In the small crowded Los Angeles courtroom, 6-foot-5 Dr. Conrad Murray is an imposing figure. Another imposing figure will loom over the room on Tuesday: The persona of Michael Jackson, the man he is accused of killing.
One of the most famous pop stars of all time will be present in the words of those who knew him, in snippets of video and in the faces of his famous family watching from the courtroom gallery.
The somber-faced Murray has said little in public, except that he most definitely did not cause Jackson’s death.
“Your honor, I am an innocent man,” Murray said quietly at his arraignment last January. “I definitely plead not guilty.”
Murray, 58, is charged with involuntary manslaughter, could face four years in prison and lose his medical license.
Prosecutors will portray him as a greedy, incompetent doctor with a messy personal life who signed on as Jackson’s personal physician for $150,000 a month to save himself from financial ruin. The defense says he was Jackson’s friend, a capable protector of the singer’s health, prepared to travel with him to Europe on his tour, and is still mourning the death.
One of Murray’s greatest assets may be what prosecutors say he wasn’t good at: Being a doctor.
“Jurors generally believe doctors,” said attorney Harland Braun, who has defended many doctors in court. “They have had to trust doctors over a lifetime. What the defense has to do is wrap him in the general feeling that doctors are good people. They care about their patients and he was not indifferent to Michael’s welfare.”
When the trial starts, Jacksons’ family will sit in a row in the courtroom. They wanted Murray charged with murder.
Edward Chernoff, the lead defense lawyer, said Murray feels the pressure.
“He feels like David in the David and Goliath story but he doesn’t have a slingshot because of the rulings that took his slingshot away,” said Chernoff, reacting last month to decisions barring chunks of evidence the defense wanted to present about Jackson’s history of drug use.
Superior Court Judge Michael Pastor, who is presiding over the trial, has since instructed lawyers to refrain from commenting on his rulings.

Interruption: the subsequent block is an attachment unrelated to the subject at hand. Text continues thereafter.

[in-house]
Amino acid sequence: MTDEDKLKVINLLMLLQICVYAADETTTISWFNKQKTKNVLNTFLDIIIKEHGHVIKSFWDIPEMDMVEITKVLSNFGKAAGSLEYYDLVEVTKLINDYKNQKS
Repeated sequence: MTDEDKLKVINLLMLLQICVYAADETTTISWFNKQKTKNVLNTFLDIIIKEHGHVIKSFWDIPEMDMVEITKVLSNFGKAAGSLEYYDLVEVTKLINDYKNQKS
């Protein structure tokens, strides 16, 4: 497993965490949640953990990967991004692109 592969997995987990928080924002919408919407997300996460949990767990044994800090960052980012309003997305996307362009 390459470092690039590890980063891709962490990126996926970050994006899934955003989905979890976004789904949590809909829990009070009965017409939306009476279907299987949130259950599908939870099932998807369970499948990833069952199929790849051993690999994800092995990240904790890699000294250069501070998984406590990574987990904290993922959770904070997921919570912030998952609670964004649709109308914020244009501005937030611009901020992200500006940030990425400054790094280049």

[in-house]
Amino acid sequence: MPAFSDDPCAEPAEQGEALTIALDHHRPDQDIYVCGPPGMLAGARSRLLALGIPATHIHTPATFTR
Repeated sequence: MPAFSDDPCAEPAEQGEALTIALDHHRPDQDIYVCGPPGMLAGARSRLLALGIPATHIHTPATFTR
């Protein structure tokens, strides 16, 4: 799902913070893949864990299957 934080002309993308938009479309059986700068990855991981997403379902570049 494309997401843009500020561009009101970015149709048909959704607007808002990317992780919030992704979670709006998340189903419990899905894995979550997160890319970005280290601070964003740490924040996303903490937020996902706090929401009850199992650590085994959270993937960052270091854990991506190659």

While witnesses will come and go, Chernoff is aware that the superstar’s shadow will be hanging over the trial. He’s concerned too about the fans who have demonized Murray and are expected to demonstrate outside the courthouse.
“If they love Michael Jackson, what do they think Michael would say about all this?” he asked. “I think he would say, ‘Leave the man alone.’ And that’s one of the reasons they love Michael.”
Following opening statements by both sides, the first prosecution witness, choreographer and director Kenny Ortega, will take jurors into Jackson’s life during the crucial weeks he was rehearsing for his landmark “This Is It” concert. Video clips from the posthumous rehearsal film could be included in his testimony.
Will Murray testify in his own defense? Nobody is saying. Although considered a dangerous strategy, it might be the only way for him to show jurors his personality.
Murray told his story in a three-hour interview with police two days after Jackson’s death but the transcript remains sealed. Early on, he posted a short video on YouTube saying, “I have done all I can do. I told the truth, and I have faith the truth will prevail.”
The truth, in one way or another, involves the drug propofol, which caused Jackson’s death. Prosecutors say Murray was grossly negligent in administering the hospital drug in a private home. Defense lawyers will try to prove that Jackson caused his own death by drinking a dose when Murray was out of the …..